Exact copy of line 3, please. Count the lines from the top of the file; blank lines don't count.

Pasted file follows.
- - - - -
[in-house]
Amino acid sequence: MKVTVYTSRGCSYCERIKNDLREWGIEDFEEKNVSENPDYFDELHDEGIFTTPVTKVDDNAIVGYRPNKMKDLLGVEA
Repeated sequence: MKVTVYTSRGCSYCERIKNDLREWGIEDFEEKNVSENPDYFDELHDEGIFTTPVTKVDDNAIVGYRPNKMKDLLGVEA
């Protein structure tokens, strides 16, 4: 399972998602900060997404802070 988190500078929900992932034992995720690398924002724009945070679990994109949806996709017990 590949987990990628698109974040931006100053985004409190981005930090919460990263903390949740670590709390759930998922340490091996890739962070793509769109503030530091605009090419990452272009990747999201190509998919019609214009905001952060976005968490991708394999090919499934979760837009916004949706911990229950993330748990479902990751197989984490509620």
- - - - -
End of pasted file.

Repeated sequence: MKVTVYTSRGCSYCERIKNDLREWGIEDFEEKNVSENPDYFDELHDEGIFTTPVTKVDDNAIVGYRPNKMKDLLGVEA